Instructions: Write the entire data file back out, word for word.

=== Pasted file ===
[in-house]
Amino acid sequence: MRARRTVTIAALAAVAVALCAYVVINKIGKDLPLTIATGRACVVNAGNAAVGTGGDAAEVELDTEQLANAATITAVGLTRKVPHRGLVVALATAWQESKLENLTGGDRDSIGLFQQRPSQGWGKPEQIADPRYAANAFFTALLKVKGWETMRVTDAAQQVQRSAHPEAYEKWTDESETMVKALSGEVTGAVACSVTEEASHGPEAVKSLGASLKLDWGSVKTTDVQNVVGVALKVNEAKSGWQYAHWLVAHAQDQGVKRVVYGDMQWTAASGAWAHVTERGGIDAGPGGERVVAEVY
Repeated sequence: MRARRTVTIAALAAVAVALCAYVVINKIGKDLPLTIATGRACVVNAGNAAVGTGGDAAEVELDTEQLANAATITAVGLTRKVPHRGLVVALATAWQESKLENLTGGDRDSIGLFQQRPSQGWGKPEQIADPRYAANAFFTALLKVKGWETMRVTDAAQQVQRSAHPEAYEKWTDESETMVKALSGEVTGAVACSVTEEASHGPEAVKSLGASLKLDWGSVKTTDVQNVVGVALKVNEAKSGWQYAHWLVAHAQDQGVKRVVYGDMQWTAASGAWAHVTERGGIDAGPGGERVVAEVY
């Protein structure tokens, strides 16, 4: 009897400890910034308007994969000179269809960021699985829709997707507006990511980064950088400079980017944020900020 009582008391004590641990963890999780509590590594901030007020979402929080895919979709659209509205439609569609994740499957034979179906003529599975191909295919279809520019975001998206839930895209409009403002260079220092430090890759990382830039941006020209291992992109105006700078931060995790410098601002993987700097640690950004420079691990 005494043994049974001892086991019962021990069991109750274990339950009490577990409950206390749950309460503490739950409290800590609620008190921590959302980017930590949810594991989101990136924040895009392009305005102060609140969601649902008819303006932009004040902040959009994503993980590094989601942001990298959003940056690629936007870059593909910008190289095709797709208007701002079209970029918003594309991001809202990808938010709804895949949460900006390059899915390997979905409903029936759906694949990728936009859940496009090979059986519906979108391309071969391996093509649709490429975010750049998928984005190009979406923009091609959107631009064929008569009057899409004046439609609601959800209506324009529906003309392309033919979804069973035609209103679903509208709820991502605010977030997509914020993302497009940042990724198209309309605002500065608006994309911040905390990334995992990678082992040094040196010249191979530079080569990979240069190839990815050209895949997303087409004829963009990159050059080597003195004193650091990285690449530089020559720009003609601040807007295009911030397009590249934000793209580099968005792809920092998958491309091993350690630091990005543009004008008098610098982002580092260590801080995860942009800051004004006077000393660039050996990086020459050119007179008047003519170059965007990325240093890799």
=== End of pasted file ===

[in-house]
Amino acid sequence: MRARRTVTIAALAAVAVALCAYVVINKIGKDLPLTIATGRACVVNAGNAAVGTGGDAAEVELDTEQLANAATITAVGLTRKVPHRGLVVALATAWQESKLENLTGGDRDSIGLFQQRPSQGWGKPEQIADPRYAANAFFTALLKVKGWETMRVTDAAQQVQRSAHPEAYEKWTDESETMVKALSGEVTGAVACSVTEEASHGPEAVKSLGASLKLDWGSVKTTDVQNVVGVALKVNEAKSGWQYAHWLVAHAQDQGVKRVVYGDMQWTAASGAWAHVTERGGIDAGPGGERVVAEVY
Repeated sequence: MRARRTVTIAALAAVAVALCAYVVINKIGKDLPLTIATGRACVVNAGNAAVGTGGDAAEVELDTEQLANAATITAVGLTRKVPHRGLVVALATAWQESKLENLTGGDRDSIGLFQQRPSQGWGKPEQIADPRYAANAFFTALLKVKGWETMRVTDAAQQVQRSAHPEAYEKWTDESETMVKALSGEVTGAVACSVTEEASHGPEAVKSLGASLKLDWGSVKTTDVQNVVGVALKVNEAKSGWQYAHWLVAHAQDQGVKRVVYGDMQWTAASGAWAHVTERGGIDAGPGGERVVAEVY
């Protein structure tokens, strides 16, 4: 009897400890910034308007994969000179269809960021699985829709997707507006990511980064950088400079980017944020900020 009582008391004590641990963890999780509590590594901030007020979402929080895919979709659209509205439609569609994740499957034979179906003529599975191909295919279809520019975001998206839930895209409009403002260079220092430090890759990382830039941006020209291992992109105006700078931060995790410098601002993987700097640690950004420079691990 005494043994049974001892086991019962021990069991109750274990339950009490577990409950206390749950309460503490739950409290800590609620008190921590959302980017930590949810594991989101990136924040895009392009305005102060609140969601649902008819303006932009004040902040959009994503993980590094989601942001990298959003940056690629936007870059593909910008190289095709797709208007701002079209970029918003594309991001809202990808938010709804895949949460900006390059899915390997979905409903029936759906694949990728936009859940496009090979059986519906979108391309071969391996093509649709490429975010750049998928984005190009979406923009091609959107631009064929008569009057899409004046439609609601959800209506324009529906003309392309033919979804069973035609209103679903509208709820991502605010977030997509914020993302497009940042990724198209309309605002500065608006994309911040905390990334995992990678082992040094040196010249191979530079080569990979240069190839990815050209895949997303087409004829963009990159050059080597003195004193650091990285690449530089020559720009003609601040807007295009911030397009590249934000793209580099968005792809920092998958491309091993350690630091990005543009004008008098610098982002580092260590801080995860942009800051004004006077000393660039050996990086020459050119007179008047003519170059965007990325240093890799």